But for one High Score, conforming to the System just isn’t an option. Seventeen-year-old Charley has a brother to avenge. And nothing–not even a totalitarian military or dangerous science–is going to stop him.
Where humankind has pushed nature and morals to the extreme, Charley is amongst the chosen few tasked with exploring the boundaries, forcing him to look deep into his very being to discern right from wrong. But as he and his friends learn more about the frightening forces that threaten destruction both without and within the gates, Meritropolis reveals complexities they couldn’t possibly have bargained for…”
“The year is AE3, 3 years after the Event. Within the walls of Meritropolis, 50,000 inhabitants live in fear, ruled by the brutal System that assigns each citizen a merit score that dictates whether they live or die. Those with the highest scores thrive, while those with the lowest are subject to the most unforgiving punishment–to be thrust outside the city gates, thrown to the terrifying hybrid creatures that exist beyond.
Thank you to the author, Joel Ohman, for gifting me with a copy of Meritropolis in exchange for an honest review!
You know, I’m really feeling lists today… let’s make a list of awesomeness for this book!
1. The concept. This whole book revolved around the fact that general human society imploded and it affected both the environment and the remaining humans. Animals started breeding with other species so there are all these crazy hybrids running around. Everyone (or everyone that the MC’s know of) lives in this city called Meritropolis and whether you get to stay within the safety of it’s walls entirely depends on your usefulness. So once you are crippled or considered vastly unattractive (for future breeding purposes) you’re cast out of the gates and you presumably die. Pretty hard-core, right? The System is what decides if you stay or go and everyone has a number – the higher the better. This whole situation is just so cool to me and the way it’s slowly revealed throughout the book really builds the anticipation for the MC’s to find something truly incriminating of The System. It’s so artfully crafted with each element bringing something useful to the table. More about each of the individual aspects in the next paragraphs.
2. The hybrids. I don’t want to give any more than I already have so I’ll just say that the pictures were so great. They illustrate the different hybrids and really help you get a picture in your mind of what they look like.
3. The System. I’ve also already mentioned this one so I’ll just say this: while it isn’t necessarily a new dystopian idea, Mr. Ohman did a fabulous job of implementing it into the story. It’s fully explained and integrated, allowing you to see how it dominates the lives of everyone in Meritropolis.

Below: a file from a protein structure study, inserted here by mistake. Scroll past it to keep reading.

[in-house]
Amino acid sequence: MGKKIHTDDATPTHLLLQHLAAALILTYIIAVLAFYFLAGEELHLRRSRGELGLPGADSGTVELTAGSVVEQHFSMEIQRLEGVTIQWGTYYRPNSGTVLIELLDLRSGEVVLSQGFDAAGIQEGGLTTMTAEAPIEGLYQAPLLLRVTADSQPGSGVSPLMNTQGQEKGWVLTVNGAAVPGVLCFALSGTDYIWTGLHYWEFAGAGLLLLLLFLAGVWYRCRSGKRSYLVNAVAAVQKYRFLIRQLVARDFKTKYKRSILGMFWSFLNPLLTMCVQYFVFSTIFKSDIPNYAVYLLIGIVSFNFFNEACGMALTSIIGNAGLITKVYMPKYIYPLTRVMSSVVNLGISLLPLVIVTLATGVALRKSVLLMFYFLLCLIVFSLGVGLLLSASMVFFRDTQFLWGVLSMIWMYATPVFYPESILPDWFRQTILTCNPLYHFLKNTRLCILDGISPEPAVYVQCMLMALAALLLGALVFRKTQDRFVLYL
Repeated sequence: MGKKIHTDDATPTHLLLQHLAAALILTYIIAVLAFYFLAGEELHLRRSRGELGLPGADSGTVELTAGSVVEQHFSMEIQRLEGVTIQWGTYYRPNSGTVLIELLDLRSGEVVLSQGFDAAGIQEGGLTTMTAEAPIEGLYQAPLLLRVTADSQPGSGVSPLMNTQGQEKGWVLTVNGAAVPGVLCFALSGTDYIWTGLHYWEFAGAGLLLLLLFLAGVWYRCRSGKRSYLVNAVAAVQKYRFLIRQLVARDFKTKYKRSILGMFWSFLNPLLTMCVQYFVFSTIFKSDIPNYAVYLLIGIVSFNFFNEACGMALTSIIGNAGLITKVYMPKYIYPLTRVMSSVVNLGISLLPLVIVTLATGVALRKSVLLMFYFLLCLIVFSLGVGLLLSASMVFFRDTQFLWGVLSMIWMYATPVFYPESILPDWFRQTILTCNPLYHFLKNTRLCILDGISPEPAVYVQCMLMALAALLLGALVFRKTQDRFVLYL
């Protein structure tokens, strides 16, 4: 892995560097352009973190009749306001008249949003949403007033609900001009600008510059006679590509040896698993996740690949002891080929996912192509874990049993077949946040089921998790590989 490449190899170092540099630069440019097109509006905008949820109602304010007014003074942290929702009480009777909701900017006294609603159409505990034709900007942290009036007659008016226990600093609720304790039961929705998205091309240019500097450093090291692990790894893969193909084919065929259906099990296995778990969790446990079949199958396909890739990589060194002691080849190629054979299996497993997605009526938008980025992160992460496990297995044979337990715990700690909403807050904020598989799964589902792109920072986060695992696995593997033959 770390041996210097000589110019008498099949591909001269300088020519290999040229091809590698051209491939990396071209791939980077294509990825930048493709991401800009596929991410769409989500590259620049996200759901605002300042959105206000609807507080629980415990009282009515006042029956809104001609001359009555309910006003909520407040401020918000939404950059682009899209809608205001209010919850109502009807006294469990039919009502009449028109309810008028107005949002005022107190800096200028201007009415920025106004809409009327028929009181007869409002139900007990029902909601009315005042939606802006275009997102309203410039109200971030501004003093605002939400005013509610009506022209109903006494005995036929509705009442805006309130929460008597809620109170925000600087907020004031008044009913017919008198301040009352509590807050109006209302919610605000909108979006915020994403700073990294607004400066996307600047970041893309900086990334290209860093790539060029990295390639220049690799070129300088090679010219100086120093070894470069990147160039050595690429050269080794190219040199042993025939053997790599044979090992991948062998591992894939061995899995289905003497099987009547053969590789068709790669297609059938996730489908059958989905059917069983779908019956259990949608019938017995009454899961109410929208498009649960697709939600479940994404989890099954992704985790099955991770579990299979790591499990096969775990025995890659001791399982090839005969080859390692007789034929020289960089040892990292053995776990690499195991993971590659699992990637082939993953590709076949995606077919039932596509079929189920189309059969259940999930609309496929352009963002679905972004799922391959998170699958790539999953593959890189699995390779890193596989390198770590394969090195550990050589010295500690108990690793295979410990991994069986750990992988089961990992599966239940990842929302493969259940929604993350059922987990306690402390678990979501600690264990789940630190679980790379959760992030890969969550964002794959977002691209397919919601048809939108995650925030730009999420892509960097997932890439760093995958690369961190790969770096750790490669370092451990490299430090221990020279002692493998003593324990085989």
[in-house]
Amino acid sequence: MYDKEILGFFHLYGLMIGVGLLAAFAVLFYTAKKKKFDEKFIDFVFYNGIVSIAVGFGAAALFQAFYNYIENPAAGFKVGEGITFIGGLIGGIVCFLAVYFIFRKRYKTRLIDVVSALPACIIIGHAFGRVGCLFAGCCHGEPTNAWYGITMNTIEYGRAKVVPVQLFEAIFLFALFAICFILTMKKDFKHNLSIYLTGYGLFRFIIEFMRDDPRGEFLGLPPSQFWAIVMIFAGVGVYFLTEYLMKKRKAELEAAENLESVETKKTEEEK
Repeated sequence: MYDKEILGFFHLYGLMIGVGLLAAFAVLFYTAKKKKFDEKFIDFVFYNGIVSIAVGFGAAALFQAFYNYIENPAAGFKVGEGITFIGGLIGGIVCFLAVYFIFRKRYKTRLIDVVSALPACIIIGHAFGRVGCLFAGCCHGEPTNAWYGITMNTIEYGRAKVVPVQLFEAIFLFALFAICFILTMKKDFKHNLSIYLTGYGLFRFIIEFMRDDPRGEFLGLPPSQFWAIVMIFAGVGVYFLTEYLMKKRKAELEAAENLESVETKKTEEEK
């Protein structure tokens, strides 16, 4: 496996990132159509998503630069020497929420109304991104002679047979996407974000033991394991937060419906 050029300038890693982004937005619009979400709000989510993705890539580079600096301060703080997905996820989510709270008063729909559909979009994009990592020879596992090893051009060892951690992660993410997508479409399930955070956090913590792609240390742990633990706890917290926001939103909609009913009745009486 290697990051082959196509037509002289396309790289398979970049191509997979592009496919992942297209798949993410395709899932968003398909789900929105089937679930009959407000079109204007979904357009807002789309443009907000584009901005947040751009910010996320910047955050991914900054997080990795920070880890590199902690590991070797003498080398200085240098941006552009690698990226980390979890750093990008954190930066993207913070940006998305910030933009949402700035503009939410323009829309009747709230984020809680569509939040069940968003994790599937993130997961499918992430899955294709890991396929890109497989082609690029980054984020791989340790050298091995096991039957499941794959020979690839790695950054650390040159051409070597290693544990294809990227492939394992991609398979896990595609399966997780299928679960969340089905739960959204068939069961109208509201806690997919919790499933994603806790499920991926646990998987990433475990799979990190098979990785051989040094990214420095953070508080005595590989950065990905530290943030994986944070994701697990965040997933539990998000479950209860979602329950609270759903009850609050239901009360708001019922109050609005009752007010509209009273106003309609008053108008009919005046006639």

4. The bigger villain. This part sort of reminded me of the Shatter Me trilogy by Tahereh Mafi. The whole idea is that, while there is an immediate villain within the city of Meritropolis, there is a much larger villain lurking beyond the gates (not the hybrids). It’s like how in Ignite Me, Juliette conquers Warner’s father but there is still the whole system to take down (and before she defeated his father, she had to ‘defeat’ him). I really like that idea and it advances the theme that the greater evil isn’t always what’s looking us in the face and you never really know true evil because things can always get worse.
5. The characters. I really liked all of the main characters. They all had such different personalities that came through. One thing, though: the romance seemed slightly strange and I think the book really could have done without it.
6. The different POV’s. I can’t even tell you how much the different POV’s added to the story. They flowed perfectly into each other while still remaining distinct voices of the different characters. Integrating multiple POV’s allowed for a much more comprehensive look at the story.
The Final Verdict:
Very well-written book with comprehensive POV’s, fully integrated concepts, and a larger villain. Overall, I’m very excited for the next book!
“There were many avenues available to getting exactly what he wanted.”
“In quiet moments like this, all alone, Charley could only half-glimpse what he knew deep down inside to be true. The person he hated most was the one who had let Alec be taken away without even a protest or a fight. The passive coward who had just watched as Alec was hauled off by those snatching, grabbing government-sanctioned kidnappers. The person he hated most was himself.”
“‘The path to paradise begins in hell,’ she replied.”
“‘But in a lot of ways it’s the same old story – men in power do unspeakable things to those weaker. Call it the System; call it whatever you want.’
‘Right. So revolution it is, then.’ The way she said it was flippant, but the way she looked at Charley made him glad she was on his side.”
“It was a strategy as old as war itself: burn the bridges, burn the barns, burn the crops – leave nothing for the other side.”